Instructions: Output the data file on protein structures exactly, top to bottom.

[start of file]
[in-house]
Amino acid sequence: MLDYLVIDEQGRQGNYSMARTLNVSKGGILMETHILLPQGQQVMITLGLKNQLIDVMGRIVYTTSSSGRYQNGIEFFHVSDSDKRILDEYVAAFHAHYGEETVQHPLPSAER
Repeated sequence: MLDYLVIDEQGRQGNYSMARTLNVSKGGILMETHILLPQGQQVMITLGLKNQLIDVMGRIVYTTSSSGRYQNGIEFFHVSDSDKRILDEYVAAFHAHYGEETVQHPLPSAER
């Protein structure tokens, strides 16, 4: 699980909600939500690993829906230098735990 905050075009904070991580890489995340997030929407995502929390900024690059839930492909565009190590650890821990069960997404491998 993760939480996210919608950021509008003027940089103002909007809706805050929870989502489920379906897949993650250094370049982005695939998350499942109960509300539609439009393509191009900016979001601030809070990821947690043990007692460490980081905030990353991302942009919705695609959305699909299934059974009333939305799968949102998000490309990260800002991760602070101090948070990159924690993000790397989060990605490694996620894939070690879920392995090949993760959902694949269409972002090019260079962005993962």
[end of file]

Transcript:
[in-house]
Amino acid sequence: MLDYLVIDEQGRQGNYSMARTLNVSKGGILMETHILLPQGQQVMITLGLKNQLIDVMGRIVYTTSSSGRYQNGIEFFHVSDSDKRILDEYVAAFHAHYGEETVQHPLPSAER
Repeated sequence: MLDYLVIDEQGRQGNYSMARTLNVSKGGILMETHILLPQGQQVMITLGLKNQLIDVMGRIVYTTSSSGRYQNGIEFFHVSDSDKRILDEYVAAFHAHYGEETVQHPLPSAER
């Protein structure tokens, strides 16, 4: 699980909600939500690993829906230098735990 905050075009904070991580890489995340997030929407995502929390900024690059839930492909565009190590650890821990069960997404491998 993760939480996210919608950021509008003027940089103002909007809706805050929870989502489920379906897949993650250094370049982005695939998350499942109960509300539609439009393509191009900016979001601030809070990821947690043990007692460490980081905030990353991302942009919705695609959305699909299934059974009333939305799968949102998000490309990260800002991760602070101090948070990159924690993000790397989060990605490694996620894939070690879920392995090949993760959902694949269409972002090019260079962005993962």